Nova Scotia-based Viewpoint Realty, a brokerage that operates a VOW, is extremely popular and offers clients sold data. was visited 7.1 million times in 2016 and has 260,000 registered users, of which 120,000 were active in 2016.

Viewpoint cannot operate in the Greater Toronto Area because of the sold data prohibition, but its founder and CEO, Bill McMullin, a practicing Realtor, says consumers have made their voices heard in Eastern Canada.

“ViewPoint is not in the business of deciding what information each real estate consumer is entitled to – that’s the old way of doing business,” says McMullin. “If you offer consumers a choice of direct or mediated access to real estate information, they’ll choose direct every time. GTA real estate consumers are no different than Nova Scotia real estate consumers; if we were able to offer GTA real estate consumers the same experience that Nova Scotia real estate consumers get, I’m certain we would have a very successful brokerage in the GTA.”

McMullin adds, “Our sales history feature is the primary factor in our success.”

Like Realosophy, TheRedPin offers clients comprehensive data packages. It studies the cost impacts of everything from living on corner lots or being in close proximity to a WalMart, to being near arterial transit nodes or planned LRTs – even which storeys or condominium views sell better and faster. Perhaps unsurprisingly, then, TheRedPin is bracing for the liberation of sold data.

“Having a new set of data will allow me to take on more traffic, which means I can now go out and publicize or let consumers and the public know this data in its new form – the way we’re going to spin it, real data taken and formulated in a way that will make sense to people rather than the graphs and pie charts of the past – is available, and it will allow us to have a new consumer base,” says Tarik Gidamy, co-founder and director of TheRedPin.

“New customers are extremely important to any business. It will allow my agents to go out and do better work. I can formulate better assessments of property values so they can go to meetings with prices that are not based on opinion, but on actual numbers. It will also make homeowners more realistic of what their homes are worth.”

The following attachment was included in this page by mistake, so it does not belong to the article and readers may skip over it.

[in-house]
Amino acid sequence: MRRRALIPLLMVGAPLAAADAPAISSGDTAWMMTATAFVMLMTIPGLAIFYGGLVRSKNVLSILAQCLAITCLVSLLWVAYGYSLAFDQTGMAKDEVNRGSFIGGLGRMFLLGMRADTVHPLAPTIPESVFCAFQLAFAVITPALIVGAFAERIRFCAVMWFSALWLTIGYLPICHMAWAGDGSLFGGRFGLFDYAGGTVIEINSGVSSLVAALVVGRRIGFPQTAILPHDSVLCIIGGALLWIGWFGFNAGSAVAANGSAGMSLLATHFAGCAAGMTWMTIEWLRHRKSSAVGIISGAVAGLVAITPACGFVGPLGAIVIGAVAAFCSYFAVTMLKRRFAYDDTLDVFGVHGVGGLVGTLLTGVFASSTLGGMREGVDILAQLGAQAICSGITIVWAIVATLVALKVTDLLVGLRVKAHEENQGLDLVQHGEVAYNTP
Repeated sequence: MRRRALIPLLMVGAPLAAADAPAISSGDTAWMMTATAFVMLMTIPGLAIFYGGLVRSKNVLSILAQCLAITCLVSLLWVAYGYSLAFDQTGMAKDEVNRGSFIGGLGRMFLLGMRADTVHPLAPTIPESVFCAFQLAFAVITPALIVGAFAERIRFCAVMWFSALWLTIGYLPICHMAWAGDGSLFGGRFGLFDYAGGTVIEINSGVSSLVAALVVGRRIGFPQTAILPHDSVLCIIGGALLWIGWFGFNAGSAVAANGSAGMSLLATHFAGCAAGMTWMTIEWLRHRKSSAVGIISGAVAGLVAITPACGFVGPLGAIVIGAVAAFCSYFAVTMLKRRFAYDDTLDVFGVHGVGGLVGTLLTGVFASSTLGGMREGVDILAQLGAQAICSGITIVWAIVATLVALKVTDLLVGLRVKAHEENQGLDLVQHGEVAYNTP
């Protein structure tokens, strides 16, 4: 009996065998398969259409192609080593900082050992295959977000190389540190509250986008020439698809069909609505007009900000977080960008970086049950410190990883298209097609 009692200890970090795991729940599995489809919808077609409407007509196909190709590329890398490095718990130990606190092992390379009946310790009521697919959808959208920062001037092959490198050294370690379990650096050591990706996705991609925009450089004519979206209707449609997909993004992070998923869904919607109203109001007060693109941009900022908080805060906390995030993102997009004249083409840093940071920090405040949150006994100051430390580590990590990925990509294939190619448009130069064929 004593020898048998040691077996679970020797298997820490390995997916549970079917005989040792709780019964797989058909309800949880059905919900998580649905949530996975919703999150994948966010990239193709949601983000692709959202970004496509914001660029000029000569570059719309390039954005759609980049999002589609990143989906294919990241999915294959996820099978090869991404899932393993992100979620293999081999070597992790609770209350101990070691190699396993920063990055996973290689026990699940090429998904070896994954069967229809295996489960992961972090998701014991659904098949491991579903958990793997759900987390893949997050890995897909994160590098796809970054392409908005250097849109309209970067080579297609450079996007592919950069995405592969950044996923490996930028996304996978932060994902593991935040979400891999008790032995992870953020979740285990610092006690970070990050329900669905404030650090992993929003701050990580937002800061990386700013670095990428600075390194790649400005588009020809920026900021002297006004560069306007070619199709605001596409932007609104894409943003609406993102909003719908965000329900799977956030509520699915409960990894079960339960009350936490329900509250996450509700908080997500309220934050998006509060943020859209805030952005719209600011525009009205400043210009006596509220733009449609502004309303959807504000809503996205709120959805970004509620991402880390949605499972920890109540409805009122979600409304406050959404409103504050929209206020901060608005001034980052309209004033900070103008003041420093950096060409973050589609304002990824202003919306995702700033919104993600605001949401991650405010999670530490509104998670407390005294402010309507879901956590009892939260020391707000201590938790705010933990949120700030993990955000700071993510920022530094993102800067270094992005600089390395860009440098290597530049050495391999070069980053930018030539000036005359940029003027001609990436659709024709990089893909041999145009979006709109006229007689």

TheRedPin has more than 100 sales agents under its banner and has brokered over $1.5 billion in real estate transactions to date. But it is more than a mere brokerage; Gidamy describes it as a technology company at heart that enables customers to optimize the results of their imminent real estate transactions.

Such an approach to real estate could conceivably inform the wisdom (or lack thereof) of purchasing investment properties, whether residential or commercial – which Gidamy says is just one of the ways in which the industry is evolving.

He believes technology has created better understanding of the real estate market in ways agents, who are prone to human error, cannot. Comparing TheRedPin to Uber’s silent, yet empowering, hand, he is loathed to use the word “disruption,” but says the time has never been better for a shakeup of the industry.

“Because of technology, we understand the business and intelligence of real estate,” he says. “You can’t predict the future without looking at the past in real estate because the industry itself is cyclical. Trends and historical values are relative to what happened before and new things emerging today like what a house is worth if situated next to a Starbucks, big box store or the Eglinton LRT matter.”

Whatever the final outcome of the litigation, the sole surety is that the traditional foundation of the real estate industry has been jolted beyond repair – and whether or not sold data availability is, indeed, the Toronto market’s next transfiguration, technology has rendered the real estate industry of yesteryear unrecognizable from today’s or tomorrow’s.



  1. Property sale history data has always been available for free to anyone. The Registry Office. The info is also available on Geo and Teranet.
    As I said earlier you can give out all the data you want to the public but can they equate the stats into value. In my experience the consumer cannot. There are so many factors that influence value, and unless you work in the industry you do not have the skills that a realtor has acquired.